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Chapter 7 Bankruptcy

Figuring out how to save oneself from overwhelming debts can be stress-filled, besides the unnerving worries caused by the debt itself. To many individuals, the thought of needing to sell any property or asset they have worked very hard for, to be able to pay off their debts, is just too painful a thought; however, this is not the only way to regain financial stability and a brand new financial start.

Families and individuals who get harassing calls from collections agencies demanding they pay their debts create a lot of pressure. The pressure becomes even more intense due to calls at the office, threats of repossession, or threats of garnishment of wages to satisfy the debt.

There is a legal way that will give a debtor just the solution that he/she needs for another chance for financial security: Chapter 7 bankruptcy.

Bankruptcy is one of the legal options available for individuals and businesses, with crushing debts, which can help regain control of their finances. But besides allowing them to legally declare their inability to pay their debts, chapter 7 also requires the immediate cessation of any means employed by creditors and collecting agents that will enable them to collect debt payments. This means the end of e-mails, text messages, letters, lawsuits, and so forth.

There are different chapters in the Bankruptcy law, each designed to address the unique financial situation a debtor is in. Chapter 7, specifically, is best for individuals or businesses with properties, but whose income falls within the chapter’s stipulated limit. Also known as liquidation bankruptcy, chapter 7 requires the liquidation of some properties by a court-appointed trustee, who will also allocate the amount earned to creditors. If there are different properties owned by the debtor or business, then the debtor has the legal right to protect some properties and keep these from being sold. After the property has been sold and the amount distributed to the creditors, the remaining amount from the sale (if there is any) will be given to the debtor (or property owner). Only those categorized as non-dischargeable debts (such as student loan, alimony and court fines) are to be paid; business and personal loans, medical bills, and debts from use of credit cards, which are called dischargeable debts, are usually forgiven by the court, freeing the debtor from these types of loans.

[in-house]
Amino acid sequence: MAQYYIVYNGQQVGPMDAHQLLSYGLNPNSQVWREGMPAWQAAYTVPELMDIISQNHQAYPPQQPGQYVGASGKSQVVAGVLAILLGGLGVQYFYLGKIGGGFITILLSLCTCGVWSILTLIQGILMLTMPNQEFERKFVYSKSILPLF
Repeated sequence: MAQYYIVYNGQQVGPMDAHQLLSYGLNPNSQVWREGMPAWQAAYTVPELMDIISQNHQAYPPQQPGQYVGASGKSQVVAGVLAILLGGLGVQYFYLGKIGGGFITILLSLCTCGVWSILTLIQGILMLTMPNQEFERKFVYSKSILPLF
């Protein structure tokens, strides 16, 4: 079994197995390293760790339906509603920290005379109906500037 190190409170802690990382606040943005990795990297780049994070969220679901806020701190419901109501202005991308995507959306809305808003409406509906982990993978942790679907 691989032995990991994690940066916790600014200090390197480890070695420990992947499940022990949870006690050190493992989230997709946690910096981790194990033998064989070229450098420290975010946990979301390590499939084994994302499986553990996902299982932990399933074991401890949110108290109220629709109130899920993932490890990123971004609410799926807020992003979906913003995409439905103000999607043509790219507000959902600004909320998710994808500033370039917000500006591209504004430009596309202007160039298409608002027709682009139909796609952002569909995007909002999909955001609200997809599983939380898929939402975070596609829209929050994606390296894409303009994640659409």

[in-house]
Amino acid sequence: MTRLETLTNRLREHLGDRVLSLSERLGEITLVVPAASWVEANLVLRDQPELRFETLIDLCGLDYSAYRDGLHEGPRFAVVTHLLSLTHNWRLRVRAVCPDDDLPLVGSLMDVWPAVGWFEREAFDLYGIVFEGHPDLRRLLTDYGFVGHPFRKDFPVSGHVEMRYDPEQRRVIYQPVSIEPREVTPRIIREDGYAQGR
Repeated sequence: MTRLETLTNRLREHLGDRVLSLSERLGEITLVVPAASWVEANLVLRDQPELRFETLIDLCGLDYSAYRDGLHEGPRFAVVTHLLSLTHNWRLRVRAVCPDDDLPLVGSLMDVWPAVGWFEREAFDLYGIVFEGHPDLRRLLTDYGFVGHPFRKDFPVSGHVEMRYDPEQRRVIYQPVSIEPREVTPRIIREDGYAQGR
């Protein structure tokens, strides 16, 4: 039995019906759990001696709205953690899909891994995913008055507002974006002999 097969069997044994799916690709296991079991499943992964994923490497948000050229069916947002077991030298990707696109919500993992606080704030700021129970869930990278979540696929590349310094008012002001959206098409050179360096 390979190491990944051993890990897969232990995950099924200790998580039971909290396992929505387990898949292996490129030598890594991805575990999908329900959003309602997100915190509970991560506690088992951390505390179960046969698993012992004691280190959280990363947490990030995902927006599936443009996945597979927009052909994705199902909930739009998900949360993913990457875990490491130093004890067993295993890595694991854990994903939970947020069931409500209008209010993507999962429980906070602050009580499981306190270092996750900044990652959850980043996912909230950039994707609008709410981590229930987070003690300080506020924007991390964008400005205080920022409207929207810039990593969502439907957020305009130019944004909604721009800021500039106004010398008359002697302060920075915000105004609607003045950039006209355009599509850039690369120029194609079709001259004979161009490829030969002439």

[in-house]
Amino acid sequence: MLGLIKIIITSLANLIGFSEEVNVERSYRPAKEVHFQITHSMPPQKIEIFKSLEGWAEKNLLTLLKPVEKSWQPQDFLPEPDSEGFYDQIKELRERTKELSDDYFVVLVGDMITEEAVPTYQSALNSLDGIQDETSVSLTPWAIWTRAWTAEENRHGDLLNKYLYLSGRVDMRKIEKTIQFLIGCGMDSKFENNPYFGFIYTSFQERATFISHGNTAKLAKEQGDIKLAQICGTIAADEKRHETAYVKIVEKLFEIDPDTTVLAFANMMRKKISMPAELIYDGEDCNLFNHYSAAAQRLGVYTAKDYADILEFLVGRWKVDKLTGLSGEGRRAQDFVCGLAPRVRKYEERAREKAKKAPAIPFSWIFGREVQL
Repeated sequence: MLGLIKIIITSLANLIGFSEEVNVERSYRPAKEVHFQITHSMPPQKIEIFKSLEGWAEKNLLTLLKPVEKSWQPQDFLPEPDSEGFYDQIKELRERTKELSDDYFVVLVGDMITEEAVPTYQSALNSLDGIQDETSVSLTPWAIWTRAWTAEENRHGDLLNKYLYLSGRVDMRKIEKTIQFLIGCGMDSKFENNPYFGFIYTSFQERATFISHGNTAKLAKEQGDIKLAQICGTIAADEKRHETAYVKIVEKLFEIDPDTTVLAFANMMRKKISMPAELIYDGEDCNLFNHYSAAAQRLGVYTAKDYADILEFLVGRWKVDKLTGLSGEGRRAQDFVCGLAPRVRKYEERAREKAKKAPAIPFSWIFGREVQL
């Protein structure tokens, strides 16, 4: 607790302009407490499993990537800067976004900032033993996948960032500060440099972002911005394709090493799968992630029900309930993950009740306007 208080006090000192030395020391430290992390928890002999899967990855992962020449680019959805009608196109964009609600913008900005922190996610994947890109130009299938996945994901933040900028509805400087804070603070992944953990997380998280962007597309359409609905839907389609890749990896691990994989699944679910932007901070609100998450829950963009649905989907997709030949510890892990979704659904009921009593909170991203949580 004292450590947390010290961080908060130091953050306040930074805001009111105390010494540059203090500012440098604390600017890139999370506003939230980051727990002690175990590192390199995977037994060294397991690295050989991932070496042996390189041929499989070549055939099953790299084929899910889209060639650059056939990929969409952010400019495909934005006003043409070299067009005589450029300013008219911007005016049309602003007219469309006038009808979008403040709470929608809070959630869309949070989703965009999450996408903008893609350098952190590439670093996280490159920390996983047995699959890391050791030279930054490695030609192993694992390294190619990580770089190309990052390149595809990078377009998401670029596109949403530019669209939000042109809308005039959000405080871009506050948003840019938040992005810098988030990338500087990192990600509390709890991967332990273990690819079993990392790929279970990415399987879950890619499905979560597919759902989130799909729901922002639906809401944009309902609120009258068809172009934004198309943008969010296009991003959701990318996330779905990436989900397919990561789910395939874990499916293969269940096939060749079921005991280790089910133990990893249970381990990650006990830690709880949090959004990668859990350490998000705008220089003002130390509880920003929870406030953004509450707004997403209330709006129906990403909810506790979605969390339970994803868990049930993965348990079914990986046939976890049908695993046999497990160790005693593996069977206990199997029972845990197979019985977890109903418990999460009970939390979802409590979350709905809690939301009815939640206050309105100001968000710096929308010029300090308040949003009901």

To be able to understand more the requirements of chapter 7 bankruptcy law, it is best that the individual is guided by a knowledgeable bankruptcy lawyer, who will also be able to help him/her prepare and submit all the necessary documents on time.